sub de::ord { "$_[1]." }        sub zh_tw::ord { "第 $_[1] 個" }

my $lh = __PACKAGE__->get_handle; # magically gets the current locale
sub _ { $lh->maketext(@_) }       # may also convert encodings if needed

print header, start_html,         # [*,...] is a shorthand for [quant,...]
	_("You are my [ord,_1] guest in [*,_2,day].", $hits, $days), end_html;

# The German lexicon, in extended PO File format
msgid "You are my %ord(%1) guest in %*(%2,day)."
msgstr "Innerhalb %*(%2,Tages,Tagen), sie sind mein %ord(%1) Gast."

Line 2 tells the current package main to inherit from Locale::Maketext, so it could acquire the get_handle method. Line 5-8 builds four language classes using a variety of lexicon formats and sources:

Line 11-13 implements the ord method for each language subclasses of the package main, which converts its argument to ordinate numbers (1th, 2nd, 3rd...) in that language. Two CPAN modules are used to handle English and French, while German and Chinese only needs straightforward string interpolation.

Line 15 gets a language handle object for the current package. Because we did not specify the language argument, it automatically guesses the current locale by probing the HTTP_ACCEPT_LANGUAGE environment variable, POSIX setlocale() settings, or via Win32::Locale on Windows. Line 16 sets up a simple wrapper funciton that passes all arguments to the handle's maketext method.

Finally, line 18-19 prints a message containing one string to be localized. The first argument $hits will be passed to the ord method, and the second argument $days will call the built-in quant method -- the [*...] notation is a shorthand for the previously discussed [quant,...].

Line 22-24 is a sample lexicon, in extended PO file format. In addition to ordered arguments via %1 and %2, it also supports %function(args...) in entries, which will be transformed to [function,args...]. Any %1, %2... sequences inside the args will have their percent signs (%) replaced by underscores (_).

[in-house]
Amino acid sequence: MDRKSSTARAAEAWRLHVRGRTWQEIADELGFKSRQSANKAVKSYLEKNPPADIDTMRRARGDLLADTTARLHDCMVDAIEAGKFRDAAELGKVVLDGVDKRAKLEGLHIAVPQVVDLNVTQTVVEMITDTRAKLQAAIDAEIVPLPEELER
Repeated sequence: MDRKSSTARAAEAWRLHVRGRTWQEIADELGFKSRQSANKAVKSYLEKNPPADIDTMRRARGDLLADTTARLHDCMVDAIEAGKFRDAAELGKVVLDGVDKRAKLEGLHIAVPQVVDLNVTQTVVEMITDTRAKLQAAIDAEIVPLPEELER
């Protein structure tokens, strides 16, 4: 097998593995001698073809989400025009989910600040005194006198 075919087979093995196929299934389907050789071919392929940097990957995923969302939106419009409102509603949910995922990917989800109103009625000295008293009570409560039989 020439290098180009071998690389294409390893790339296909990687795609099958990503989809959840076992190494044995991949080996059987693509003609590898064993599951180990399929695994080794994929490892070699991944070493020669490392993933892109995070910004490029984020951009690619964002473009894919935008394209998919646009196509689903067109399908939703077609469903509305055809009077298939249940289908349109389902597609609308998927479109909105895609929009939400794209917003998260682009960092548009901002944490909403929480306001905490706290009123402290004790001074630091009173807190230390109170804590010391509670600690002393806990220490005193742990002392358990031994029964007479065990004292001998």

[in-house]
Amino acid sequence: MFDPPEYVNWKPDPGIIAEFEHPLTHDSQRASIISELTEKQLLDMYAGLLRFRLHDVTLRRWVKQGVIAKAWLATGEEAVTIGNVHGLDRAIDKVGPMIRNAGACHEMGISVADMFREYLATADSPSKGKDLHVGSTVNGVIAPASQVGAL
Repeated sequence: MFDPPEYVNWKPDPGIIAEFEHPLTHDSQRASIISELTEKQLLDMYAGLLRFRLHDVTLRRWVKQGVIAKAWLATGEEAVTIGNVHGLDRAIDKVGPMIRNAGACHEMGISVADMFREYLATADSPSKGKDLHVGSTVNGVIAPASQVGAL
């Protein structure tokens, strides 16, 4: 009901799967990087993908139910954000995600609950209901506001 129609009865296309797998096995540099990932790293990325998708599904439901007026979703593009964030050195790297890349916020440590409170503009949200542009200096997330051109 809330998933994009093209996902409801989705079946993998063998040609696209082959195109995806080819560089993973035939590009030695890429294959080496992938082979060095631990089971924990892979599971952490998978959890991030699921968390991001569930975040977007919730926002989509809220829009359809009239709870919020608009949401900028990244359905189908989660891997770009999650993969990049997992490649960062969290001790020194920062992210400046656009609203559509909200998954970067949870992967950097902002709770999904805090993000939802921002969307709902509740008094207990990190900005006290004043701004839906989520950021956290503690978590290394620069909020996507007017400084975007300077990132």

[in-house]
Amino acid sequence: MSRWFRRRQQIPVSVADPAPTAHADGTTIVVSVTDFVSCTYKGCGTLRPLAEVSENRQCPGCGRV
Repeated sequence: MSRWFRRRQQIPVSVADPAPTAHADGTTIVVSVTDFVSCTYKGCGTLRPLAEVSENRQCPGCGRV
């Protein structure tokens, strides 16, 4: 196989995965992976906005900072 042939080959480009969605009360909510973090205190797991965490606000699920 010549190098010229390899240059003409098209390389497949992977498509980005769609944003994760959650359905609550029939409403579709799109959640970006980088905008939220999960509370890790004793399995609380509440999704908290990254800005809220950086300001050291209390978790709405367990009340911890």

Case Studies

``One size never fits all.''
-- Tenth Networking Truth, RFC 1925

Armed with the understanding of localization frameworks, let us see how it fits into real-world applications and technologies.

For web applications, the place to implement a L10n framework is almost inevitably its representation system, also known as templating system, because that layer determines the extent of an application's data/code separation. For example, the Template Toolkit encourages a clean 3-tier data/code/template model, while the equally popular Mason framework lets you easily mix perl code in a template. In this section, we will survey L10n strategies for those two different frameworks, and the general principle should also apply to AxKit, HTML::Embperl, and other templating systems.

Request Tracker (Mason)

The Request Tracker is the first application that uses Locale::Maketext::Lexicon as its L10n framework. The base language class is RT::I18N, with subclasses reading *.po files stored in the same directory.

Additionally, its ->maketext method was overridden to uses Encode (or in pre-5.8 versions of perl, my Encode::compat) to return UTF-8 data on-the-fly. For example, Chinese translator may submit lexicons encoded in Big5, but the system will always handle them natively as Unicode strings.

In the application's Perl code, all objects use the $self->loc method, inherited from RT::Base:

Listing 13. RT's L10n implementation
sub RT::Base::loc
    { $self->CurrentUser->loc(@_) }
sub RT::CurrentUser::loc
    { $self->LanguageHandle->maketext(@_) }
sub RT::CurrentUser::LanguageHandle
    { $self->{'LangHandle'} ||= RT::I18N->get_handle(@_) }

As you can see, the current user's language settings is used, so different users can use the application in different languages simultaneously. For Mason templates, two styles were devised:

Listing 14. Two ways to mark strings in Mason templates
% $m->print(loc("Another line of text", $args...));
<&|/l, $args...&>Single line of text</&>

The first style, used in embedded perl chunks and <%PERL> sections, is made possible by exporting a global loc() function to the Mason interpreter; it automatically calls the current user's ->loc method described above.

The second style uses the filter component feature in HTML::Mason, which takes the enclosed Single line of text, passes it to the /l component (possibly with arguments), and displays the returned string. Here is the implementation of that component: